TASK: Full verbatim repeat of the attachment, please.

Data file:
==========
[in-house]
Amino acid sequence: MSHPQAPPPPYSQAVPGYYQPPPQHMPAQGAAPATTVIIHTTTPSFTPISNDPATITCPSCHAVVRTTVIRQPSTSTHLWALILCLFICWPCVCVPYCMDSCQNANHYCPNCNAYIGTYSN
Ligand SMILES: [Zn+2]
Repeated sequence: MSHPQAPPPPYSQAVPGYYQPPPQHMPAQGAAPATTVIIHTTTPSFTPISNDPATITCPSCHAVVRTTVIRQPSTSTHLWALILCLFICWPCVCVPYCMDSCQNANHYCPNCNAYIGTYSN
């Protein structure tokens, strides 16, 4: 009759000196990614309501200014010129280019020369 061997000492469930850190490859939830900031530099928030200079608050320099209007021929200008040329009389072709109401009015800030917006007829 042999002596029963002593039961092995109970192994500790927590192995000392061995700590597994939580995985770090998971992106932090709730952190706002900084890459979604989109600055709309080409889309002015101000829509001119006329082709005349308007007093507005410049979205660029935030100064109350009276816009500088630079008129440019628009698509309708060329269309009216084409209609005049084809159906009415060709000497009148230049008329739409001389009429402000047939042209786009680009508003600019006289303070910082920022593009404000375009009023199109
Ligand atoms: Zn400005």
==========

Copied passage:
[in-house]
Amino acid sequence: MSHPQAPPPPYSQAVPGYYQPPPQHMPAQGAAPATTVIIHTTTPSFTPISNDPATITCPSCHAVVRTTVIRQPSTSTHLWALILCLFICWPCVCVPYCMDSCQNANHYCPNCNAYIGTYSN
Ligand SMILES: [Zn+2]
Repeated sequence: MSHPQAPPPPYSQAVPGYYQPPPQHMPAQGAAPATTVIIHTTTPSFTPISNDPATITCPSCHAVVRTTVIRQPSTSTHLWALILCLFICWPCVCVPYCMDSCQNANHYCPNCNAYIGTYSN
């Protein structure tokens, strides 16, 4: 009759000196990614309501200014010129280019020369 061997000492469930850190490859939830900031530099928030200079608050320099209007021929200008040329009389072709109401009015800030917006007829 042999002596029963002593039961092995109970192994500790927590192995000392061995700590597994939580995985770090998971992106932090709730952190706002900084890459979604989109600055709309080409889309002015101000829509001119006329082709005349308007007093507005410049979205660029935030100064109350009276816009500088630079008129440019628009698509309708060329269309009216084409209609005049084809159906009415060709000497009148230049008329739409001389009429402000047939042209786009680009508003600019006289303070910082920022593009404000375009009023199109
Ligand atoms: Zn400005």